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Supreme Court levels playing field
It is no secret that home-schooling is growing and gaining credibility as a viable educational alternative.
More and more colleges are actively recruiting home-schooled students, each year there are an estimated 50,000-plus home-school high school graduates who find work or go to college and thousands of new curriculum products have become available over the past five years. Meanwhile, the number of home-schoolers continues to grow by 7 percent to 15 percent each year, more states are reforming their laws to remove the burdens from parents who want to home educate, and home-schoolers continue to excel in national competitions as well as on standardized tests. In short, home-schooling is a major success story.
Now, for the first time, home-schooling has been recognized in an opinion by a U.S. Supreme Court justice as a viable educational alternative. Morse v. Frederick, which recently made national headlines, involves free speech and whether a public school can regulate what a student says. The 5-4 decision said that the school principal, Deborah Morse, did not violate the free speech rights of Joseph Frederick when she took down his pro-marijuana banner, which said “Bong Hits 4 Jesus.” The student had violated school policy and was advocating illegal drug use.
While the Home School Legal Defense Association agrees with the ruling in this specific case, it is a reminder to all families that when your child enters the public school, you have virtually ceded your parental rights to the public school.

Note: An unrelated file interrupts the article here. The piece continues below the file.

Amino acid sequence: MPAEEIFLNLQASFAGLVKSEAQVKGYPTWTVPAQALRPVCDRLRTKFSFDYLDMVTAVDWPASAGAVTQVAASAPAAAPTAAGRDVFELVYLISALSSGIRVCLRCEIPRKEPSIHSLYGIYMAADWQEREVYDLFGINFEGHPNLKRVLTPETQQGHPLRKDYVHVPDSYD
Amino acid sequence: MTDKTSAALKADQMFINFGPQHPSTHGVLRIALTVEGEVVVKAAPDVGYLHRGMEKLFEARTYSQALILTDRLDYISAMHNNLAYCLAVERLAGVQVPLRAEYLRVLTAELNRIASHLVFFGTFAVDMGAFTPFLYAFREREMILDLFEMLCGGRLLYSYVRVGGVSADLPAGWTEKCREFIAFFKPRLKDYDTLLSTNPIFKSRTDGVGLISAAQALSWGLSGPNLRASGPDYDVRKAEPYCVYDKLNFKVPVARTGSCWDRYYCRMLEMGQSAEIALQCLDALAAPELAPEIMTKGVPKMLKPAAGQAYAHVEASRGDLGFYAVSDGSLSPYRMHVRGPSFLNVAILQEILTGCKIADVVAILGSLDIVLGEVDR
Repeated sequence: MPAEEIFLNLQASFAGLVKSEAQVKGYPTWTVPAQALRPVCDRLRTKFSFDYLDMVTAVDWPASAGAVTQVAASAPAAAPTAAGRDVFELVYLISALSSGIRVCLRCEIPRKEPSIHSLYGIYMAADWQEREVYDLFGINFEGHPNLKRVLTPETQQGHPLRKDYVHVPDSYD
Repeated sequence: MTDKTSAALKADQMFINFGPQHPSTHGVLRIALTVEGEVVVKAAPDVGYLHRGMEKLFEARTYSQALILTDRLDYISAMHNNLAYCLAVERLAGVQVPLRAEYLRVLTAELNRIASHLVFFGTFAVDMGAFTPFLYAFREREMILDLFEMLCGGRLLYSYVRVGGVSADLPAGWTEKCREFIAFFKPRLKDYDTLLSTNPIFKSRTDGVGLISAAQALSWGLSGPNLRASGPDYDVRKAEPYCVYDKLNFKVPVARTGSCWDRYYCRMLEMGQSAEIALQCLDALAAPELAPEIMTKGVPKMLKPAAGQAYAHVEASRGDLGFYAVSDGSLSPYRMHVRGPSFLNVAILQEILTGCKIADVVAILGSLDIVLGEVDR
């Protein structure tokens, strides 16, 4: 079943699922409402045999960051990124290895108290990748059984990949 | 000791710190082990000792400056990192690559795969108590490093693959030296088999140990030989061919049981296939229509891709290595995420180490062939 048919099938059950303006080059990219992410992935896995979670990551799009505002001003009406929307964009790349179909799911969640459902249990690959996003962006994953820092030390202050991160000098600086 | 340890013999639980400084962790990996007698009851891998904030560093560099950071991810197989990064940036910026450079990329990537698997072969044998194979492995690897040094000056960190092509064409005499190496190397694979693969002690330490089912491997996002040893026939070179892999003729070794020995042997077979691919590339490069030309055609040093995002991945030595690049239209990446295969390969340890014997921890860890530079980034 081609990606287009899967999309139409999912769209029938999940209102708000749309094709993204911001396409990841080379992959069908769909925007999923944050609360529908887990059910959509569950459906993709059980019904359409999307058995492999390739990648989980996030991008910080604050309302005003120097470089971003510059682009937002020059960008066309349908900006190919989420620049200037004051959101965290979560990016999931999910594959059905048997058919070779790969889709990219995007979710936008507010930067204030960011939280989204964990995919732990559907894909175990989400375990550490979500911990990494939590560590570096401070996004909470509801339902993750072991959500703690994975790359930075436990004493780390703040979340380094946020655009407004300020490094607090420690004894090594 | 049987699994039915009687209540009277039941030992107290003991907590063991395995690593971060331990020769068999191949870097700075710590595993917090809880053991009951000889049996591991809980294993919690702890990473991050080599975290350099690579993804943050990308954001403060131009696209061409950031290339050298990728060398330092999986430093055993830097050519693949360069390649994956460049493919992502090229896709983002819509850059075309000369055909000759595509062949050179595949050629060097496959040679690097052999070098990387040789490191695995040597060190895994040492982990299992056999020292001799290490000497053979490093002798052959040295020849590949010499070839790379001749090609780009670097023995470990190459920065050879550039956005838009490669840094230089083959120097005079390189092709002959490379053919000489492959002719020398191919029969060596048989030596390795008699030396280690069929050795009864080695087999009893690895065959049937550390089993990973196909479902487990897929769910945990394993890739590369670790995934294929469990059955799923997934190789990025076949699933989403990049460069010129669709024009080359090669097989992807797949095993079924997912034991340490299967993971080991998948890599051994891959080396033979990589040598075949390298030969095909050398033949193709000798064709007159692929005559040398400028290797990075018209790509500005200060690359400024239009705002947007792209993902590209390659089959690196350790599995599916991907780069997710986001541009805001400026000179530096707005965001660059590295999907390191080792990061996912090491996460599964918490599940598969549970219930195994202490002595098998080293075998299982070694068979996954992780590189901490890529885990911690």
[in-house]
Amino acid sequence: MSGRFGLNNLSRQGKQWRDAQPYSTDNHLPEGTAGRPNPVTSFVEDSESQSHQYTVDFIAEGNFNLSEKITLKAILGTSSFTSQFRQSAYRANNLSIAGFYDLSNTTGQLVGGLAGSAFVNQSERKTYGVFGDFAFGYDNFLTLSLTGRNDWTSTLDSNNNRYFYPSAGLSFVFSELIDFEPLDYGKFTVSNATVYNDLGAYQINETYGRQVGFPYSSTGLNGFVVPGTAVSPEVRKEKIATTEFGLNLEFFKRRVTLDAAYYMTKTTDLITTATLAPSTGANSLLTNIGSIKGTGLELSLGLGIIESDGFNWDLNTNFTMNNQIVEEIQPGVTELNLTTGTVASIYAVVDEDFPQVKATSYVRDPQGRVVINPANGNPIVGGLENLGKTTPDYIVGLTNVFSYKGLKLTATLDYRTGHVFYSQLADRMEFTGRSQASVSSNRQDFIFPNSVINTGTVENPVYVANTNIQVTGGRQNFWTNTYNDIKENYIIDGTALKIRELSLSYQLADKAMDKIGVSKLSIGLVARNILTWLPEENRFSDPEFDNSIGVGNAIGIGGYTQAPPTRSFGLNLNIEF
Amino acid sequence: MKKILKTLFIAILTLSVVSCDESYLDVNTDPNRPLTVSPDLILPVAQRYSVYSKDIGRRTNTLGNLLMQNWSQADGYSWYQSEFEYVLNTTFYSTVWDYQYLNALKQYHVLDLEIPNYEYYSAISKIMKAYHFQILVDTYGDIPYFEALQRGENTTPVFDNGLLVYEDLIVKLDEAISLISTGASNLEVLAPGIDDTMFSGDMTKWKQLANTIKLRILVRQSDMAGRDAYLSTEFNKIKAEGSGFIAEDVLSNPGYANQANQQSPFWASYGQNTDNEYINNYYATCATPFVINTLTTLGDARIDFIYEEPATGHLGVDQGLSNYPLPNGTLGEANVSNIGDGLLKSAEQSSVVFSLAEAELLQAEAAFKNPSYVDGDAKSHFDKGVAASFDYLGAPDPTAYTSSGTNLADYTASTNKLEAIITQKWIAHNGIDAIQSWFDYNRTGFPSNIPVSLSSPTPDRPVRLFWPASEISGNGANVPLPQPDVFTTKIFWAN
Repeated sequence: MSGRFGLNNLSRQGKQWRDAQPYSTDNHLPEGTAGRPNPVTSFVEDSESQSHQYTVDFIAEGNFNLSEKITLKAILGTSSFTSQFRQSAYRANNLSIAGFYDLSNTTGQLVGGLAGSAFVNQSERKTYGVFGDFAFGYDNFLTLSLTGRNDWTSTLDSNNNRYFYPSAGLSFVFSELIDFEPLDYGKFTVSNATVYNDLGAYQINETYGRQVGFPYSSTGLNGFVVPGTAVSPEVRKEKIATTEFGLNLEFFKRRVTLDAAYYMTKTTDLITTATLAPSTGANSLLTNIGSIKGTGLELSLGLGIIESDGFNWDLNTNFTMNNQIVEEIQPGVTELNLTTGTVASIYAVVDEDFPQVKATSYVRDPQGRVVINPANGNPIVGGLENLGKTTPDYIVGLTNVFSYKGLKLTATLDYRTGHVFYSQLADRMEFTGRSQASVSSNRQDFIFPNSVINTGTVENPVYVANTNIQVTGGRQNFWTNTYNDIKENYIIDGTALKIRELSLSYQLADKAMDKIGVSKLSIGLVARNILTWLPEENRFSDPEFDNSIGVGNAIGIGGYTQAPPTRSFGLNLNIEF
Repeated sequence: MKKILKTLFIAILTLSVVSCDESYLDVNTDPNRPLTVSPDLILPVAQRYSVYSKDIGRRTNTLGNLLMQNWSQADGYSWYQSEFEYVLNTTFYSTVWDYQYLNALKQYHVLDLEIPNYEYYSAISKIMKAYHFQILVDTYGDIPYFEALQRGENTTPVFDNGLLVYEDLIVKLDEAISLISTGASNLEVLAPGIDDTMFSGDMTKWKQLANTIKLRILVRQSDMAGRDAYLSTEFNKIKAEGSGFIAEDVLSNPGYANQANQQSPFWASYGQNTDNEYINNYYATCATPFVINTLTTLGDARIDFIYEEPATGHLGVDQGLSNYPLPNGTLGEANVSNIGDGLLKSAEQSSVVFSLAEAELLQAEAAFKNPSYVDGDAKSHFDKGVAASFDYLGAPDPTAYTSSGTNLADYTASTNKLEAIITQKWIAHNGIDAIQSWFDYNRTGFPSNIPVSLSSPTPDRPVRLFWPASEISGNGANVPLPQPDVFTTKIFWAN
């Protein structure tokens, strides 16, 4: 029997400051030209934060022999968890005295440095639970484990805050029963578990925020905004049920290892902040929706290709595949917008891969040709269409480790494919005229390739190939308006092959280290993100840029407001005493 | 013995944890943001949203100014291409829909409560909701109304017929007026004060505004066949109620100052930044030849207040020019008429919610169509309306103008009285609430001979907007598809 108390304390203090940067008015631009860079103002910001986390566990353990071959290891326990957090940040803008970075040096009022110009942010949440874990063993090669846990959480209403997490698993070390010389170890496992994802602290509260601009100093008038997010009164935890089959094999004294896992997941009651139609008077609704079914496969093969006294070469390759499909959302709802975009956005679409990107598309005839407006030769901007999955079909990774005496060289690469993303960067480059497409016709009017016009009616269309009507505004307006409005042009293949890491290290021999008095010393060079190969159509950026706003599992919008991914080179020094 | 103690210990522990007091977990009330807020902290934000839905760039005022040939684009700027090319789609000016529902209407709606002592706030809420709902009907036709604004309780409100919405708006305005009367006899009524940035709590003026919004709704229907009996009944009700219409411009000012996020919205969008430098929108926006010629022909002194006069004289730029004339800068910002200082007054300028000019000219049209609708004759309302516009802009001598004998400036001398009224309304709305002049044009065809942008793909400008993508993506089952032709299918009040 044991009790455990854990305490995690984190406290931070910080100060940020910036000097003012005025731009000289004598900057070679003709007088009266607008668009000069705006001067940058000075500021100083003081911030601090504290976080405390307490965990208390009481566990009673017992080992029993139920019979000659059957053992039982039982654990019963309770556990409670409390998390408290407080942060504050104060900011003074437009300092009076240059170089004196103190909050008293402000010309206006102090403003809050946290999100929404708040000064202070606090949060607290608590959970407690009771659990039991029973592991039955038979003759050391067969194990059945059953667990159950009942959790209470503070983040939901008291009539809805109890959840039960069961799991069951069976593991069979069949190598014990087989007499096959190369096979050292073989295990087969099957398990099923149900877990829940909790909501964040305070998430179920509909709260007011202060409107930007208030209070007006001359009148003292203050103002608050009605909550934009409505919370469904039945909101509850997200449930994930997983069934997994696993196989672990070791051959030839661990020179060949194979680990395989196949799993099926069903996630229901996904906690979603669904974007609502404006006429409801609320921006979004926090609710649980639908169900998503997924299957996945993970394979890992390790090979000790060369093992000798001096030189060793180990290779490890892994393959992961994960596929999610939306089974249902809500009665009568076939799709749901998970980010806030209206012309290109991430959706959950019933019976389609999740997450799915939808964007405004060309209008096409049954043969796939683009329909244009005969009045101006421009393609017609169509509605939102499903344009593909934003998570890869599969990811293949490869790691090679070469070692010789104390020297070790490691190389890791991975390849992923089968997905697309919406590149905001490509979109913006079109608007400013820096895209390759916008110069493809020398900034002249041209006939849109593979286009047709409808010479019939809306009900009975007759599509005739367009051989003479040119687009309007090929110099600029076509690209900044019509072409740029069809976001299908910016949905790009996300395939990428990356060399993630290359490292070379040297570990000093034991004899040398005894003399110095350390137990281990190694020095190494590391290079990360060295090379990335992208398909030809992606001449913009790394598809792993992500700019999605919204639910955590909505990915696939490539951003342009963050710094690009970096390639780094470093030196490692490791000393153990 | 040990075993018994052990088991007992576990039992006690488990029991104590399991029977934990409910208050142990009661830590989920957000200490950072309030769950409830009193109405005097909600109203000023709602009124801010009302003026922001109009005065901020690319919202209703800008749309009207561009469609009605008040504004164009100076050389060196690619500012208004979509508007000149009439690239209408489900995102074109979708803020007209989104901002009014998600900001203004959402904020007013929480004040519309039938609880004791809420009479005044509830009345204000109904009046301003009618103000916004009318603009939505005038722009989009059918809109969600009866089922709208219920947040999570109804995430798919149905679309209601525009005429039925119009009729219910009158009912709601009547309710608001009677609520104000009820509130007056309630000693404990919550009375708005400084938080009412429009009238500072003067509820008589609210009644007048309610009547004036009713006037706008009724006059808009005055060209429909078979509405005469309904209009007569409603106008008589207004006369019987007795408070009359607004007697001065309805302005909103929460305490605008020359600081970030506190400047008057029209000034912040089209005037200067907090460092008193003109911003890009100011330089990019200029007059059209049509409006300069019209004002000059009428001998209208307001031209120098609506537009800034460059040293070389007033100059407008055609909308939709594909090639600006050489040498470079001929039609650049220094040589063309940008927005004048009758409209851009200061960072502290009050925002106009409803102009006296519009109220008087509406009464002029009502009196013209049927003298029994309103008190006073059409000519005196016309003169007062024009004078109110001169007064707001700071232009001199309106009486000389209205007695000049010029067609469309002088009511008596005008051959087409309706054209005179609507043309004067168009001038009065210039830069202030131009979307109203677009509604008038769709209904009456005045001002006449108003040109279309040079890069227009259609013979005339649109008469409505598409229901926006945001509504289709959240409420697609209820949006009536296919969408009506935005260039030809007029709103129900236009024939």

The clearest explanation of this view was expressed by the 9th Circuit Court of Appeals in Fields v. Palmdale, when it said, “While parents may have a fundamental right to decide whether to send their child to a public school, they do not have a fundamental right generally to direct how a public school teaches their child.”
This is the reason many parents have chosen to home-school, especially those parents who have a religious worldview, because they know their children will be taught secular values by the public system.
In Morse v. Frederick, however, Justice Clarence Thomas said, “If parents do not like the rules imposed by those schools, they can seek redress in school boards or legislatures; they can send their children to private schools or home school them; or they can simply move.”
This is the first time the Supreme Court specifically has recognized home-schooling as a viable educational alternative. HSLDA has worked for 24 years to advance a parent’s right to home-school and to promote home-schooling to the general public.
After 24 years, it is gratifying to read the words of a Supreme Court justice who rightfully placed home-schooling on a level playing field with public and private schools. This kind of recognition is tremendously significant to the home-school community.
It’s another step on the long road to raise home-schooling to the point where, when the terms public, private or home-school are used in the same sentence, they all will be seen as mainstream educational alternatives.
Home-schooling is a modern education success story and HSLDA urges all parents to carefully consider their educational options. Home-schooling should be front and center because it is a viable alternative that has helped hundreds of thousands of children become mature, productive citizens.
Michael Smith is the president of the Home School Legal Defense Association. He may be contacted at 540/338-5600; or send e-mail to email@example.com.
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